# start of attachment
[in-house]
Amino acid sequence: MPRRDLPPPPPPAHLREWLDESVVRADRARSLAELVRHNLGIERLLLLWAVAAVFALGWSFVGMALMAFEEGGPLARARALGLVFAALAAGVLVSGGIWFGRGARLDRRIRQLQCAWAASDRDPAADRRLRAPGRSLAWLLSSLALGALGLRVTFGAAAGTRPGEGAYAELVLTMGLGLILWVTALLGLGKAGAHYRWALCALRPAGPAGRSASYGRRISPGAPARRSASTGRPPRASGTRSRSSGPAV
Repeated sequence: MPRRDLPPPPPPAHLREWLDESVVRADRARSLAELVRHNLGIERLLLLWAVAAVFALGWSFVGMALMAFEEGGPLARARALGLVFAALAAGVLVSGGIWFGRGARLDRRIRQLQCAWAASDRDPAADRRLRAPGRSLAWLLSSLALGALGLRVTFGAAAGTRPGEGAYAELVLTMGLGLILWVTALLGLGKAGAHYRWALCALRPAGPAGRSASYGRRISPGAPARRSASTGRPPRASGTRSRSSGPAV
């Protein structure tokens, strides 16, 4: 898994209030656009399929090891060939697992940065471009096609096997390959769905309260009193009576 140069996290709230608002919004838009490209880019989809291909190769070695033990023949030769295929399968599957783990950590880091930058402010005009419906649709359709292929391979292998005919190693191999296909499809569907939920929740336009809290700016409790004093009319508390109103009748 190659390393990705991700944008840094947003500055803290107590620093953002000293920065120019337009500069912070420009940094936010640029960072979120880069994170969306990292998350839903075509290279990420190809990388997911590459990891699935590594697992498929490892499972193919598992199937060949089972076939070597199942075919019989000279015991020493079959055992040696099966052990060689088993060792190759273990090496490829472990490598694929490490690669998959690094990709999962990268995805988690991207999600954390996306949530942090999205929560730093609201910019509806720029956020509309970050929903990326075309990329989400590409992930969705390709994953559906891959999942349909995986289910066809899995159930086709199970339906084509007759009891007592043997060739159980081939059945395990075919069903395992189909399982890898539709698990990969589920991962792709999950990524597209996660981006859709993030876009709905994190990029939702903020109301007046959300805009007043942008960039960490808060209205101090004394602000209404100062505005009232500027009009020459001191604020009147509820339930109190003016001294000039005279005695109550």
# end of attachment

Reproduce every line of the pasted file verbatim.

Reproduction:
[in-house]
Amino acid sequence: MPRRDLPPPPPPAHLREWLDESVVRADRARSLAELVRHNLGIERLLLLWAVAAVFALGWSFVGMALMAFEEGGPLARARALGLVFAALAAGVLVSGGIWFGRGARLDRRIRQLQCAWAASDRDPAADRRLRAPGRSLAWLLSSLALGALGLRVTFGAAAGTRPGEGAYAELVLTMGLGLILWVTALLGLGKAGAHYRWALCALRPAGPAGRSASYGRRISPGAPARRSASTGRPPRASGTRSRSSGPAV
Repeated sequence: MPRRDLPPPPPPAHLREWLDESVVRADRARSLAELVRHNLGIERLLLLWAVAAVFALGWSFVGMALMAFEEGGPLARARALGLVFAALAAGVLVSGGIWFGRGARLDRRIRQLQCAWAASDRDPAADRRLRAPGRSLAWLLSSLALGALGLRVTFGAAAGTRPGEGAYAELVLTMGLGLILWVTALLGLGKAGAHYRWALCALRPAGPAGRSASYGRRISPGAPARRSASTGRPPRASGTRSRSSGPAV
């Protein structure tokens, strides 16, 4: 898994209030656009399929090891060939697992940065471009096609096997390959769905309260009193009576 140069996290709230608002919004838009490209880019989809291909190769070695033990023949030769295929399968599957783990950590880091930058402010005009419906649709359709292929391979292998005919190693191999296909499809569907939920929740336009809290700016409790004093009319508390109103009748 190659390393990705991700944008840094947003500055803290107590620093953002000293920065120019337009500069912070420009940094936010640029960072979120880069994170969306990292998350839903075509290279990420190809990388997911590459990891699935590594697992498929490892499972193919598992199937060949089972076939070597199942075919019989000279015991020493079959055992040696099966052990060689088993060792190759273990090496490829472990490598694929490490690669998959690094990709999962990268995805988690991207999600954390996306949530942090999205929560730093609201910019509806720029956020509309970050929903990326075309990329989400590409992930969705390709994953559906891959999942349909995986289910066809899995159930086709199970339906084509007759009891007592043997060739159980081939059945395990075919069903395992189909399982890898539709698990990969589920991962792709999950990524597209996660981006859709993030876009709905994190990029939702903020109301007046959300805009007043942008960039960490808060209205101090004394602000209404100062505005009232500027009009020459001191604020009147509820339930109190003016001294000039005279005695109550």